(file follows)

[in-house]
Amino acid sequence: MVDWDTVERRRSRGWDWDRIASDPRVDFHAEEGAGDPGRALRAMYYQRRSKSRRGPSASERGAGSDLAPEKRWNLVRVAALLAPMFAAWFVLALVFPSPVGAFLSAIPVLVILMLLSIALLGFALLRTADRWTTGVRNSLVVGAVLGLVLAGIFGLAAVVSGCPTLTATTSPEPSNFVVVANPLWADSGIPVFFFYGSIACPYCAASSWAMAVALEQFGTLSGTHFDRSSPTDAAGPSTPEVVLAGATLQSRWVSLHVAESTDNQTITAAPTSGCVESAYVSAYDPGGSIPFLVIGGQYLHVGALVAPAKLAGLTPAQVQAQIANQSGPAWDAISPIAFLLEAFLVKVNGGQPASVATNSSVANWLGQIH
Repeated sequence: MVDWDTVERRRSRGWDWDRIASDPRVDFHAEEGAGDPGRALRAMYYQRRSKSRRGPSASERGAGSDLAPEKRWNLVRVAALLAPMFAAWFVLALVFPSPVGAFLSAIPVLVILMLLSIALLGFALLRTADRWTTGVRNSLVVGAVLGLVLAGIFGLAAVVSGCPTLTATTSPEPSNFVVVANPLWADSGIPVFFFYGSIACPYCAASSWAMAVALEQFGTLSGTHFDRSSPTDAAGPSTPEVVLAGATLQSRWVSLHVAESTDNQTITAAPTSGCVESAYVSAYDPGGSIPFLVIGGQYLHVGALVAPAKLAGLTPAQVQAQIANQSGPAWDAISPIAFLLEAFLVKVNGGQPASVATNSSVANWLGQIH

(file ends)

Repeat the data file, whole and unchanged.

[in-house]
Amino acid sequence: MVDWDTVERRRSRGWDWDRIASDPRVDFHAEEGAGDPGRALRAMYYQRRSKSRRGPSASERGAGSDLAPEKRWNLVRVAALLAPMFAAWFVLALVFPSPVGAFLSAIPVLVILMLLSIALLGFALLRTADRWTTGVRNSLVVGAVLGLVLAGIFGLAAVVSGCPTLTATTSPEPSNFVVVANPLWADSGIPVFFFYGSIACPYCAASSWAMAVALEQFGTLSGTHFDRSSPTDAAGPSTPEVVLAGATLQSRWVSLHVAESTDNQTITAAPTSGCVESAYVSAYDPGGSIPFLVIGGQYLHVGALVAPAKLAGLTPAQVQAQIANQSGPAWDAISPIAFLLEAFLVKVNGGQPASVATNSSVANWLGQIH
Repeated sequence: MVDWDTVERRRSRGWDWDRIASDPRVDFHAEEGAGDPGRALRAMYYQRRSKSRRGPSASERGAGSDLAPEKRWNLVRVAALLAPMFAAWFVLALVFPSPVGAFLSAIPVLVILMLLSIALLGFALLRTADRWTTGVRNSLVVGAVLGLVLAGIFGLAAVVSGCPTLTATTSPEPSNFVVVANPLWADSGIPVFFFYGSIACPYCAASSWAMAVALEQFGTLSGTHFDRSSPTDAAGPSTPEVVLAGATLQSRWVSLHVAESTDNQTITAAPTSGCVESAYVSAYDPGGSIPFLVIGGQYLHVGALVAPAKLAGLTPAQVQAQIANQSGPAWDAISPIAFLLEAFLVKVNGGQPASVATNSSVANWLGQIH